Sri Swami Sivananda and His Mission
by Swami Krishnananda

Chapter 6: Transforming Our Understanding of Spirituality

There is a general feeling that godmen and saints come to take people to the state of salvation, enabling humanity to attain moksha—liberation from the turmoils of earthly life—and instruct them in the art of renouncing the world. There is also a tradition which has entered the very blood of all religious thinkers and participants—that the apex of human achievement is the entry into the order of Sannyasa. All this has an associated aspect, which is the insinuation that this world is not so very meaningful, valuable, significant and requiring consideration as one is often made to feel in regard to it. There is a consequent conclusion that the world is not as real as God; or perhaps it is not real at all in any sense of the term, because we cannot abandon that which has even some reality. We cannot throw away even ten cents, though its value is less than a million dollars.

But why should it be necessary for us to be taught that the world has to be renounced, unless it has no significance at all? Even one cent has some value; no one would like to throw it away. The world is not worth even one penny—is it so?—but for which peculiar attitude of the mind, the tendency to the renunciation of the world is inexplicable. The world has no substance, no value—nothing we can call real. If this is not established, there would be difficulty in accounting for the deification of what people consider as the total renunciation of everything in the world. It will be found that the answer to this question will not easily come forth, because under conditions which engender feelings of a religious renunciation—a feeling for the life of a hermit and the like—we may be cornered into accepting that the aim of all life is the renunciation of all life. But, we do live in the world. This is something that cannot be gainsaid. We are not living elsewhere.

The renunciate is not outside the world. The renunciate has to plant his feet on the Earth and in the world in order that it may be possible to renounce the world. Segregation, isolation, renunciation, abandonment, tyaga are bywords in religious circles everywhere. Very rarely does it occur to anyone’s mind that there is a mix-up in this attitude—a kind of hotchpotch conclusion arrived at by a hasty analysis of the conditions of life, due to not being clear as to what it is that we are aiming at, or where it is located. The child’s philosophical outlook is also, many a time, a mature religious devotee’s outlook, as far as the final issues of life are concerned. We may be grown up intellectuals, educated geniuses in one way, but when crucial situations arrive and confront us, there is a difficulty in meeting the realities of life face to face and we will find that we are not much better than little children.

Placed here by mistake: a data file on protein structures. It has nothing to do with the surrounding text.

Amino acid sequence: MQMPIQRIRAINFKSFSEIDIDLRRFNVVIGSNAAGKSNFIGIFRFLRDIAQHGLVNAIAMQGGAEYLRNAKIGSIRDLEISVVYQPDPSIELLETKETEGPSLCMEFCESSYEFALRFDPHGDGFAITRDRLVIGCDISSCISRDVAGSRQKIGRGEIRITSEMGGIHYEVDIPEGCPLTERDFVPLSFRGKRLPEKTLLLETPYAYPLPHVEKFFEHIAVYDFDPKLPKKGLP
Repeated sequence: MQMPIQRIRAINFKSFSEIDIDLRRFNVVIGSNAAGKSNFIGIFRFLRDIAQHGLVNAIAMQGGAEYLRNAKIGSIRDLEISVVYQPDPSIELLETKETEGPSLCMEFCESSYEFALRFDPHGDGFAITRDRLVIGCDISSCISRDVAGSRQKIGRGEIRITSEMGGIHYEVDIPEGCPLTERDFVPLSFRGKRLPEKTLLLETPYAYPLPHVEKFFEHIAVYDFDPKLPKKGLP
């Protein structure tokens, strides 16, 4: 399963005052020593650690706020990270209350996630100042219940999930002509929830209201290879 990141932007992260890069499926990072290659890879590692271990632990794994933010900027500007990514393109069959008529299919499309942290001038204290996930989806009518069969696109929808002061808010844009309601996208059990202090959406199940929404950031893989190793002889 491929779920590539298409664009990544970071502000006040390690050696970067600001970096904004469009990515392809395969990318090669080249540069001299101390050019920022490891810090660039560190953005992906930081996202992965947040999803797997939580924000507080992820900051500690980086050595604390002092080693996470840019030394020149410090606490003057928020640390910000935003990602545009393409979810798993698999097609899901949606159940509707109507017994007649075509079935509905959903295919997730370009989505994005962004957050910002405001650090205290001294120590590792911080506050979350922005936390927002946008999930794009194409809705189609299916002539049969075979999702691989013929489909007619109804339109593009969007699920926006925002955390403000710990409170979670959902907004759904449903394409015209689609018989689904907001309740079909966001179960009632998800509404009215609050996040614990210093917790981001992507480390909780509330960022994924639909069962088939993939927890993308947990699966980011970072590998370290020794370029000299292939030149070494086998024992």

When a monkey screams and tries to attack, rarely do we see a difference in the reactions of people—mature or immature, grown up or otherwise. Confronted by a tiger in a jungle, the educated and the uneducated, the learned as well as the unlearned, may react in the same way. These are the realities. The structure of the human mind is partly responsible for difficulties of this kind. There were metaphysical philosophers, as we are sometimes prone to call them, who went into the very depths of these psychological backgrounds of the very art and the system of human thinking. It is impossible for the human mind, made as it is, not to imagine the goal of life as something above the Earth. Whatever that ‘above’ be, in that concept of the so-called above, we are little babies. We may look up without actually knowing the significance of this looking up. What are we gazing at or looking up to when we fold our hands and turn our gaze upwards?